Tree-ear, an orphan, lives under a bridge in Ch'ulp'o, a potters' village famed for delicate celadon ware. He has become fascinated with the potter's craft; he wants nothing more than to watch master potter Min at work, and he dreams of making a pot of his own someday. When Min takes Tree-ear on as his helper, Tree-ear is elated until he finds obstacles in his path: the backbreaking labor of digging and hauling clay, Min's irascible temper, and his own ignorance. But Tree-ear is determined to prove himself even if it means taking a long, solitary journey on foot to present Min's work in the hope of a royal commission...even if it means arriving at the royal court with nothing to show but a single celadon shard.

Awards
2002 Newbery Medal; School Library Journal Best Books 2001; ALA Booklist Editors' Choice 2001; New York Public Library "100 Titles for Reading and Sharing", 2001; Parents' Choice Memorable New Title Fall 2001

A Single Shard

The Kite Fighters
Clarion, 2000
ages 9 to 12, ISBN 978-0-395-94041-9

In a riveting narrative set in fifteenth-century Korea, two brothers discover a shared passion for kites. Kee-sup can craft a kite unequaled in strength and beauty, but his younger brother, Young-sup, can fly a kite as if he controlled the wind itself. Their combined skills attract the notice of Korea's young king, who chooses Young-sup to fly the royal kite in the New Year kite-flying competition—an honor that is also an awesome responsibility. Although tradition decrees, and the boys' father insists, that the older brother represent the family, both brothers know that this time the family's honor is best left in Young-sup's hands. This touching and suspenseful story, filled with the authentic detail and flavor of traditional Korean kite fighting, brings a remarkable setting vividly to life.

Awards
Notable Books for a Global Society Award 2001; IRA Teachers' Choice list 2001; Chicago Public Library system's "Best of the Best" list, 2000; Children's Literature Choices best books 2001 list; Master lists: Vermont Dorothy Canfield Fisher award 2001-2002, Indiana Young Hoosier Award, Tennessee Volunteer State Book award, 2002-2003; Junior Library Guild selection, Spring 2000; School Library Journal starred review; Los Angeles County Board of Education recommended reading list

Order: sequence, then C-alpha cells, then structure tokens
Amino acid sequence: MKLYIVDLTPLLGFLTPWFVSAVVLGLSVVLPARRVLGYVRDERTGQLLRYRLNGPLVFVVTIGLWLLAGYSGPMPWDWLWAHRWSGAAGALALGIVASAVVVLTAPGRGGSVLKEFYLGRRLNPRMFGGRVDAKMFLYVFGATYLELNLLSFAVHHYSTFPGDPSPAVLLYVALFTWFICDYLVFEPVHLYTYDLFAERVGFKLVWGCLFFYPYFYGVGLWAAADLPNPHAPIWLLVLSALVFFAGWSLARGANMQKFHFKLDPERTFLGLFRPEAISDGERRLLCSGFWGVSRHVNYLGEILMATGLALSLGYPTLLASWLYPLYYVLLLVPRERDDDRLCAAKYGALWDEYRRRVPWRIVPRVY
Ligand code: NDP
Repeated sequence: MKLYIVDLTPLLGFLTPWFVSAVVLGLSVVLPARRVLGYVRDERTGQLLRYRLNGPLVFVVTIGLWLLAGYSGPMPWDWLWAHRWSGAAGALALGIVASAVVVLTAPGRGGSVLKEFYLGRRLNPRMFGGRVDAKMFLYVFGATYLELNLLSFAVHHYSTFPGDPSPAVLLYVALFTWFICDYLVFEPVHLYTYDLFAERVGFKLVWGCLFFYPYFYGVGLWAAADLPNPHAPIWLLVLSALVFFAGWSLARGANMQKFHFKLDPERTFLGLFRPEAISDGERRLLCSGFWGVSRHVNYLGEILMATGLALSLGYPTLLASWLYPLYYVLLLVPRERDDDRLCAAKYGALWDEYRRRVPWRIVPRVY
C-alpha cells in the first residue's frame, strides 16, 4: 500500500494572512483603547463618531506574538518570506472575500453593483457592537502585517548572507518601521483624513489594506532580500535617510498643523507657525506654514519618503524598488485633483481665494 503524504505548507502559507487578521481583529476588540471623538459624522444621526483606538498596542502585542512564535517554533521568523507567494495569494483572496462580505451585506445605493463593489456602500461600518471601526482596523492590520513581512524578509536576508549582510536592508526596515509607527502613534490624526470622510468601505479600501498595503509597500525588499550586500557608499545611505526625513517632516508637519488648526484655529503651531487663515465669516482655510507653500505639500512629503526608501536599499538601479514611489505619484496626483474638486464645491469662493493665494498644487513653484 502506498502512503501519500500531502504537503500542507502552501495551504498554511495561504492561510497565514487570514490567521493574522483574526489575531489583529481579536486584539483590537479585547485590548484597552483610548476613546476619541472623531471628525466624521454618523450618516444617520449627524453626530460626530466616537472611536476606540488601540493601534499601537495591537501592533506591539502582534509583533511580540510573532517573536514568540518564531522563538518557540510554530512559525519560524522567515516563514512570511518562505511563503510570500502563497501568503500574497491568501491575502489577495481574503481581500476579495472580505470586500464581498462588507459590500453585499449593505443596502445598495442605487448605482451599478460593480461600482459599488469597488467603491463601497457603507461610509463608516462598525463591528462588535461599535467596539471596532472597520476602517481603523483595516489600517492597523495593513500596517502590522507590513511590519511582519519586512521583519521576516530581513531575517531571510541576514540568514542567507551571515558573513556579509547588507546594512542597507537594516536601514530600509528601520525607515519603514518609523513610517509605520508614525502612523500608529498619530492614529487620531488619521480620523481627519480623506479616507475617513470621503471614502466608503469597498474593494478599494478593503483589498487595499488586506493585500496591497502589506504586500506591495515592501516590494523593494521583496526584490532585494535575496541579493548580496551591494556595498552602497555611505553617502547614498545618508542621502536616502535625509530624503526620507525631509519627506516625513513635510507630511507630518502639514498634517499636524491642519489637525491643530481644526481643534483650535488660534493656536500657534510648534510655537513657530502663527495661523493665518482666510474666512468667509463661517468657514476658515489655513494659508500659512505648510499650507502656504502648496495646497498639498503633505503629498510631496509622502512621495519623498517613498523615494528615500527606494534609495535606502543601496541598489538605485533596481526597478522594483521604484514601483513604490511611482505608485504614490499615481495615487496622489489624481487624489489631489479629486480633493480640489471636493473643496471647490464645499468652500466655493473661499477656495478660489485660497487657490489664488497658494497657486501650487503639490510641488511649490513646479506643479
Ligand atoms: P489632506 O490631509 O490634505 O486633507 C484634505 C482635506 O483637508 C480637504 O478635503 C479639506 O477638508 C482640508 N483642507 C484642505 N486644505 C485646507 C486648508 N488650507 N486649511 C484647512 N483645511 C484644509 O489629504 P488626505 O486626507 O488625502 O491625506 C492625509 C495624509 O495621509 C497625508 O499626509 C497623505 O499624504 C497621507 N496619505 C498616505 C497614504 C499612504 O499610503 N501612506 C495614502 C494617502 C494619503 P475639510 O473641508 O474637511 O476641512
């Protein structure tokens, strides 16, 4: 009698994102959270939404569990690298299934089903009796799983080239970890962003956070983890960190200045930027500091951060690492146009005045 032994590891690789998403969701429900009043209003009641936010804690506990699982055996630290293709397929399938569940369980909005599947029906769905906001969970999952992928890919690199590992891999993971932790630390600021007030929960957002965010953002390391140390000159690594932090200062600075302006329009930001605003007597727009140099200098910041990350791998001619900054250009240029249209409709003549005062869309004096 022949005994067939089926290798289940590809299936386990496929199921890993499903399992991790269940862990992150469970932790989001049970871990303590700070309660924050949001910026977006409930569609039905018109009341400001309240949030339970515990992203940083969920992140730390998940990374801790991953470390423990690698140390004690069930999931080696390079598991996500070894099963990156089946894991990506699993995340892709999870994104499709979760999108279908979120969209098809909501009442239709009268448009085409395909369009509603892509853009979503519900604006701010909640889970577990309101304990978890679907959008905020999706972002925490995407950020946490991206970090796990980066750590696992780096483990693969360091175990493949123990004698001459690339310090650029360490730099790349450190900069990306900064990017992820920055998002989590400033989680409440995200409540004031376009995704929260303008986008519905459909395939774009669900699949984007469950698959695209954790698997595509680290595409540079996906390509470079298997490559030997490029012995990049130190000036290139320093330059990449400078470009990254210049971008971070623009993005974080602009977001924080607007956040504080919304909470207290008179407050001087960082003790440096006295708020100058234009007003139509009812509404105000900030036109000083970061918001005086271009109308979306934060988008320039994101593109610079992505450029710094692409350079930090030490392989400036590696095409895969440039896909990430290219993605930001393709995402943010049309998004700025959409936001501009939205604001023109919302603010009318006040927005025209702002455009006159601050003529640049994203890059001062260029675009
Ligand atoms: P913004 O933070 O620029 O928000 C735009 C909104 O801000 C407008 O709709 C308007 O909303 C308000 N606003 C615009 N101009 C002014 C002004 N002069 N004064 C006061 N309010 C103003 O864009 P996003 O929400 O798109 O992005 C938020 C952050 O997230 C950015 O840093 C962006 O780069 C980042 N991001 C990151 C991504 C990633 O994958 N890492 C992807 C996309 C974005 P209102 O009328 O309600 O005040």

The Kite Fighters

Seesaw Girl
Clarion, 1999
ages 9 to 12, ISBN 978-0-395-91514-1

Jade never ventures beyond the walls of her family's Inner Court; in seventeenth-century Korea, a girl of good family does not leave home until she marries. She is enthralled by her older brother's stories about trips to the market and to the ancestral grave sites in the mountains, about reading and painting, about his conversations with their father about business and politics and adventures only boys can have. Jade accepts her destiny, and yet she is endlessly curious about what lies beyond the walls. A lively story with a vividly realized historical setting, Seesaw Girl recounts Jade Blossom's daring attempts to enlarge her world.

Awards
New York Public Library, best books for 1999, "100 Titles for Reading and Sharing"; Children's Literature Choices, best books 2000 list; Master lists: Texas Bluebonnet Award, West Virginia State Children's Book Award, South Carolina State Children's Book Award, 2001-2002; Books-to-Share, Outstanding Children's Books of 2000, Westchester (NY) Library System; Best Bets for the Classroom 2000, Virginia Center for Children's Books

Seesaw Girl